109 7 Ave SW, Calgary, AB T2P 3E6

Jolie Laide (Nina Nastasia & Jeff MacLeod) album release / listening party. Jeff Macleod with guest selectors will drop the new album followed by an evening of all vinyl College Rock Classics, Alternative Underground Favourites, Noise Pop Hits, Indie Rock Anthems, Power Pop Gems and more…Arrive earlier, get your copy of the fabulous new album from Jolie Laide!!!

Where: Palomino Smokehouse and Social Club / UPSTAIRS
109 7 Avenue S.W Calgary

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18+ with government issued identification
When: Saturday December 2, 2023
Doors: 7:00pm / Music: 8:00pm
Admission: FREE

Jolie Laide’s debut album features songs that seem rooted in place, evoking classic California ballads, desert dirges and a cinematic sound that could easily be pulled from the score of a Leone or Lynch film. Arising from the collaboration of Nina Nastasia and Jeff MacLeod, Jolie Laide flirts with all of these elements, from moment to moment and song to song, floating in an ether of their band’s own creation.

The path the band took to arrive here arose from a chance encounter at indie legend Steve Albini’s studio. Jeff MacLeod was recording an album as a member of the critically acclaimed band The Cape May. Nastasia, whose entire discography had been produced by Albini, was next in line for the studio and arrived as MacLeod and his bandmates were finishing. A night of commiserating over cheap mezcal and scotch in the studio led to a fast friendship and mutual respect and at the suggestion of Albini eventually found The Cape May act as Nastasia’s touring band on a North American and then European tour.

Nastasia had carved out a critically acclaimed niche throughout the ‘90s and early aughts as a singular singer-songwriter with an uncompromising indie ethos. But after having developed a devoted fanbase that included notable (and fervent) supporters such as John Peel, Nastasia seemingly vanished. Her long-time relationship with artist Kennen Gudjonsson had begun to envelop her – an artistic and romantic partnership that had descended over the years into control and emotional abuse by Gudjonsson as he battled mental illness. Nastasia retreated into herself and her partner, trying to find solutions to repair the personal and artistic relationship she valued so much. Recognizing the relationship was irrevocably broken, she ended it. Tragically, Gudjonsson died by suicide immediately afterwards. In the aftermath, Nastasia and MacLeod shared in the loss, and as Nastasia emerged from this darkness, eventually asked MacLeod if he could offer her some songs she could work on—”something, anything” to distract her.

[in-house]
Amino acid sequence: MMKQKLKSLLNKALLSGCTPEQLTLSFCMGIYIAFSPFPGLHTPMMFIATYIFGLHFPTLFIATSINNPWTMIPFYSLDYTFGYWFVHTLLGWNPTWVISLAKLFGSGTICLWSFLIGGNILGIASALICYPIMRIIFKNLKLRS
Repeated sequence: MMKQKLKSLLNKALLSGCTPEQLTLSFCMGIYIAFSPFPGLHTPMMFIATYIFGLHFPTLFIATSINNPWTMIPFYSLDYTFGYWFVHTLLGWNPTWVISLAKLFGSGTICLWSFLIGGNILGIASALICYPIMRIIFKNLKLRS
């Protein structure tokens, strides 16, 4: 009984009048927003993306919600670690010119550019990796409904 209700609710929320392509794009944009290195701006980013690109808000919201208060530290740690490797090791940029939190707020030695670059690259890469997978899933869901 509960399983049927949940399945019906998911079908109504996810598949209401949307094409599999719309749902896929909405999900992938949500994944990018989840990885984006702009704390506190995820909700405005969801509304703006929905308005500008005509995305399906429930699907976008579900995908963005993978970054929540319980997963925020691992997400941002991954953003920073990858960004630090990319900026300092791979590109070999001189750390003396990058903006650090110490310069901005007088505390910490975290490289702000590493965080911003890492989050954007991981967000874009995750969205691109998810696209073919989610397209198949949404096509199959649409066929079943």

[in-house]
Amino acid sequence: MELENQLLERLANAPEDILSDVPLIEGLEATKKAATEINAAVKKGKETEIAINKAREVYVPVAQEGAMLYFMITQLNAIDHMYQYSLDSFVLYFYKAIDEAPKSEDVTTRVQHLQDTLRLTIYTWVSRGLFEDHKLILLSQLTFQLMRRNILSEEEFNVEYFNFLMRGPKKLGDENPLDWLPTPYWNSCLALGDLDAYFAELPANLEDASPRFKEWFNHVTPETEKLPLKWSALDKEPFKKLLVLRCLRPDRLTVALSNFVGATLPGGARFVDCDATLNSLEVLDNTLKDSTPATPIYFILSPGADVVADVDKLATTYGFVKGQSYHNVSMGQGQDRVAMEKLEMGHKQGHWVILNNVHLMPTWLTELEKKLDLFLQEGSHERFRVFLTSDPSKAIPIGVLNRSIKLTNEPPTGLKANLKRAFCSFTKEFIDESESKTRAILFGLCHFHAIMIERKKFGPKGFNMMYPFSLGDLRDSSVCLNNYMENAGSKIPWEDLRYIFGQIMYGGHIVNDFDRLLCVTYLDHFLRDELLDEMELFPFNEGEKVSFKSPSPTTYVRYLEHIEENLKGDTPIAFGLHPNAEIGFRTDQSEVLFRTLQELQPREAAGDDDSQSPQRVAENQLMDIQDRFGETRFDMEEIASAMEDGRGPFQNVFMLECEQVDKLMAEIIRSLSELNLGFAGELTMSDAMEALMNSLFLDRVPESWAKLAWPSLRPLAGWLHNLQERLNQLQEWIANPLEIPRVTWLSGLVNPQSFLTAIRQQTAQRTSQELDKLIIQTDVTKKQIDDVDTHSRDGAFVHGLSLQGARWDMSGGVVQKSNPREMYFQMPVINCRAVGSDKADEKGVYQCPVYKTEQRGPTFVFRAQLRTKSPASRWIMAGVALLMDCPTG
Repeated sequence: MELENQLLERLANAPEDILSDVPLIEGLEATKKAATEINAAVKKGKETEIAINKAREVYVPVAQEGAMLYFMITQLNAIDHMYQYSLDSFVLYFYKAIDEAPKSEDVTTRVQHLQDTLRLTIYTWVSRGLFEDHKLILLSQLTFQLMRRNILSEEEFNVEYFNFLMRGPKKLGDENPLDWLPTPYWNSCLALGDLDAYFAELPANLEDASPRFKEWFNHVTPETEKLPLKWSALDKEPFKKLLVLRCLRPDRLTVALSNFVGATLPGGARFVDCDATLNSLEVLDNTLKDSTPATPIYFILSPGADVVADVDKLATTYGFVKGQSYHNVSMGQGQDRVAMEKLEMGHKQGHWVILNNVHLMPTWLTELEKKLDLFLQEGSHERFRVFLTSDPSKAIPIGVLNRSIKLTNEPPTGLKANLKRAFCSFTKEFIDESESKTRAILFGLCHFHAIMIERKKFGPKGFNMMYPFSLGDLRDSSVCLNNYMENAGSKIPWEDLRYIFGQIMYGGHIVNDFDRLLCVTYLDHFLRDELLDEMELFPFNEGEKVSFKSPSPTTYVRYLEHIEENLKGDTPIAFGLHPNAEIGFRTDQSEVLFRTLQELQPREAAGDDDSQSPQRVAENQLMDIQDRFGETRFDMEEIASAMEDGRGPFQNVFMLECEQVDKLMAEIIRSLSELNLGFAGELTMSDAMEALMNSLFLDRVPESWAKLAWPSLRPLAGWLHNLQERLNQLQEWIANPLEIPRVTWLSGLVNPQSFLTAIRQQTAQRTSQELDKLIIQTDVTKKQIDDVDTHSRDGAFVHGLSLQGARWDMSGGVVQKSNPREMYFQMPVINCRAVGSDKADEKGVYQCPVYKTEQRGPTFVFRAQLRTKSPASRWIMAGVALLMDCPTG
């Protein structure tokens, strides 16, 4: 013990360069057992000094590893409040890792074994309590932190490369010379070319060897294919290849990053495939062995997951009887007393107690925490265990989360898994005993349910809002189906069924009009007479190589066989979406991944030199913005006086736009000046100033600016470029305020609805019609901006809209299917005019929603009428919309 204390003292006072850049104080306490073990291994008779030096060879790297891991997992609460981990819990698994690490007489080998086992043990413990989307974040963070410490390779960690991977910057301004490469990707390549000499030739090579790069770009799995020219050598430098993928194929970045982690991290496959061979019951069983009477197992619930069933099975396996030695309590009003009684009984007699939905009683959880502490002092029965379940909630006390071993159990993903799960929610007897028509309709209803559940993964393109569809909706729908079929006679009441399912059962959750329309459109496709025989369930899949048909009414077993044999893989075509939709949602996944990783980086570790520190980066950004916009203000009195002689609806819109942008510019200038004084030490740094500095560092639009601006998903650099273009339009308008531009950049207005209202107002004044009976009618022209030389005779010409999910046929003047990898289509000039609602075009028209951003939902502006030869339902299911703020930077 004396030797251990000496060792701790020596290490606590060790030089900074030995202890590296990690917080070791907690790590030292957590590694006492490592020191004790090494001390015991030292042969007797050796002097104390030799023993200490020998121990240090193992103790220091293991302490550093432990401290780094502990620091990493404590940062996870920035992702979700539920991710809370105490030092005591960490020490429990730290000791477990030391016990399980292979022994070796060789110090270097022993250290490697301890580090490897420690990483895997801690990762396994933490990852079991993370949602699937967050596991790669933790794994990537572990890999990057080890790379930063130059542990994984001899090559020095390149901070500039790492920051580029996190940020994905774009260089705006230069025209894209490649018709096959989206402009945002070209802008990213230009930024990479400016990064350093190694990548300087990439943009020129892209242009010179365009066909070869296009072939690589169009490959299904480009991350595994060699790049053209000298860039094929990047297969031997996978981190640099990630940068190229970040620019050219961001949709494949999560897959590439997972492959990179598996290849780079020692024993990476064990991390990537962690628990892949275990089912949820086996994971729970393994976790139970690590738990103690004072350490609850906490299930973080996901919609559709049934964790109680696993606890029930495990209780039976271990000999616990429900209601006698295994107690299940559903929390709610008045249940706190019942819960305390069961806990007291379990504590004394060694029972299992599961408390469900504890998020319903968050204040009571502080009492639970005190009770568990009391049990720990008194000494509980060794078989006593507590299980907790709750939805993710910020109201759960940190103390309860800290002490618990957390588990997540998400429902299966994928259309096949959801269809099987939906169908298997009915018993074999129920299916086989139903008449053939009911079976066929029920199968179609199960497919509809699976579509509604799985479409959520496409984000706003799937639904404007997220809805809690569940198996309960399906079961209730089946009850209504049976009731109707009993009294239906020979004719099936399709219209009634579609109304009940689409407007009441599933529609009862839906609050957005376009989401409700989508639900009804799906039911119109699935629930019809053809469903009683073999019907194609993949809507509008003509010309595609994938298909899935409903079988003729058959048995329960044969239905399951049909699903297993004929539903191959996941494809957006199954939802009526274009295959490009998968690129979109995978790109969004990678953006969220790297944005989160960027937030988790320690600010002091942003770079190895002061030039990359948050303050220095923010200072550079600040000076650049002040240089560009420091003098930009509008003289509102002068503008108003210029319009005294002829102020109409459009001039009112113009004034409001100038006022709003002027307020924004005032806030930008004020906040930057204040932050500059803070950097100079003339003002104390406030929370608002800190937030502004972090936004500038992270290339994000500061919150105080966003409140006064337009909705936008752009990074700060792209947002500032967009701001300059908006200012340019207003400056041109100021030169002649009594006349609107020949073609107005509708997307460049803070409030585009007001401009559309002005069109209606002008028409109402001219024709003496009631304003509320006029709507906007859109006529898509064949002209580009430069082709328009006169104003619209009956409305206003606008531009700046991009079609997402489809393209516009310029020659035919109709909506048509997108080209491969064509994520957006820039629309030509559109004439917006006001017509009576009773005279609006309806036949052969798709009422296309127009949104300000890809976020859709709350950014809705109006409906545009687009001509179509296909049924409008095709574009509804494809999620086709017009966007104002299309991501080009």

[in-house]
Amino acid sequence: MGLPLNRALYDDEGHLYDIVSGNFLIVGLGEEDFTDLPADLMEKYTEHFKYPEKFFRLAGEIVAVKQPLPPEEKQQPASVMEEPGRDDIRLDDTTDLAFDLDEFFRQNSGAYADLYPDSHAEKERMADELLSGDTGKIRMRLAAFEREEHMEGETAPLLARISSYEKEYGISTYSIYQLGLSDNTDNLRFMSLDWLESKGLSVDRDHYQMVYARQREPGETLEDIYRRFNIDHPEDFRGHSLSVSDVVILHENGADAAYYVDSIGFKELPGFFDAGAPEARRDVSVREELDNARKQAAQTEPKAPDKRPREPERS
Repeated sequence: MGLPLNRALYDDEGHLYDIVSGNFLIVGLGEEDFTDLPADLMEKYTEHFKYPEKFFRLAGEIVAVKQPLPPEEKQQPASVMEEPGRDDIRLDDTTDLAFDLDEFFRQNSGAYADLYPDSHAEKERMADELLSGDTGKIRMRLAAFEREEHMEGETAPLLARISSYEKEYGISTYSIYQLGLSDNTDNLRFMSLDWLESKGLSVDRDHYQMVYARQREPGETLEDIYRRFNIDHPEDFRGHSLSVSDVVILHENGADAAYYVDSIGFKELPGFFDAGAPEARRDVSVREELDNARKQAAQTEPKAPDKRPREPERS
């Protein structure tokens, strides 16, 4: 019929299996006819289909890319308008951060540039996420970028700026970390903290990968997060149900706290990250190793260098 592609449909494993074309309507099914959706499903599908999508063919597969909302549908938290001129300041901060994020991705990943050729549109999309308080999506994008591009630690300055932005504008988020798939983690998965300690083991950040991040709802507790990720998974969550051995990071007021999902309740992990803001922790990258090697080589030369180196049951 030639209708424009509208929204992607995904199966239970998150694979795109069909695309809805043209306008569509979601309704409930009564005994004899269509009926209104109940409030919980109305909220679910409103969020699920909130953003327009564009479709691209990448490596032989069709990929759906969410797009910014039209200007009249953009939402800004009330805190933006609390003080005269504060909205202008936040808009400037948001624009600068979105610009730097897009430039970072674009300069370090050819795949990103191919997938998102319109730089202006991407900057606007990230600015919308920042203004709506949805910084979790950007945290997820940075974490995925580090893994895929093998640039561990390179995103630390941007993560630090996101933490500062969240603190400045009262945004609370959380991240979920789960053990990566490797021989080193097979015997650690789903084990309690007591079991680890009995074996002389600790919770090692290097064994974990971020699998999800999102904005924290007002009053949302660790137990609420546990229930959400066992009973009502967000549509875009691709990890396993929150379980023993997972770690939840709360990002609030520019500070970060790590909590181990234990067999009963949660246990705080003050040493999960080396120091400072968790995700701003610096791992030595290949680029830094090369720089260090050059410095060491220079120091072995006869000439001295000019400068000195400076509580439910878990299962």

It is apt that in Jolie Laide’s world, there are no easy answers. Songs trail off rather than close with a bang; they sometimes seem to be dragging themselves forward through the dark, with brief breaks of light punctuating the weightiness of their sound and the onus borne by the characters – and often, intimately, of Nastasia herself – painted in the lyrics. The line between fiction and the deeply personal is often blurred, as Nastasia and MacLeod wrote the songs amid the grief, pain and conflicted emotions that arose from Gudjonsson’s death.

Perhaps this atmosphere was achieved in part by the making of the album. As with so much music created mid-pandemic, amid lockdowns and travel restrictions, the songs emerged from home recordings exchanged back and forth between MacLeod and Nastasia. MacLeod provided the skeletons of the songs, sending them off to Nastasia who added vocal melodies until the fully formed songs emerged. The songs remain skeletal at times, refreshingly so—melodies confident and clear–nothing overwrought, fleshed out with reverb drenched guitars and hauntingly harmonized vocals.

The album is undeniably cinematic. Opening track “Pacific Coast Highway” sounds immediately familiar, with arpeggiated guitar that recalls sunny ‘50s pop, and indeed, Nastasia opens singing ‘Back to the west/where everyone’s young/we’ll have nothing to do but get high and ride into the sun.’ On the earworm “Move Away Towns,” Nastasia imagines a thrilling, on the run lifestyle with a romantic partner: “I’ll never get tired living this way if I’m living with you. Running from fires ‘till we’re in the clear, clear out of view. I want to make sure that you love me as I love you. Making our way and I don’t care who you might love too.” The hook-laden “Death of Money” seems to be a continuation on this theme—a sister song in story and feel. But after these brief moments that seem to set up an album of west coast dreaminess and us-against-the-world true romance, the songs dive into a sun-baked desert landscape of loss, betrayal, doubt and tragedy. ‘Drinking us thin/’till we both fade away’ Nastasia pines in her grief on “Why I Drink.” These themes, starkly and vividly explored throughout the album, are handled with a deftness that is rarely seen in the most seasoned bands, let alone on a debut album. As the album arcs to its conclusion, closing track, “Blue as Blue,” — fit for the scene of a dusty western dual at dawn, has Nastasia resignedly singing that ‘Sometimes love just goes this way’. Whether this arc marks her own personal acceptance, or one of a character, Jolie’s Laide’s debut is immediately striking, and repeated listens only deepens the incredible intimacy, depth and shambling precision of an album as enveloping as it is piercing. – https://www.oscarstrecords.com/artists/jolie-laide


*This event takes place on the territory of the Blackfoot and the people of Treaty 7 Region in Southern Alberta, which includes the Siksika, the Piikuni, the Kainai, the Tsuu T’ina and the Stoney Nakoda First Nations. Calgary is also home to the Metis Nation of Alberta, Region III.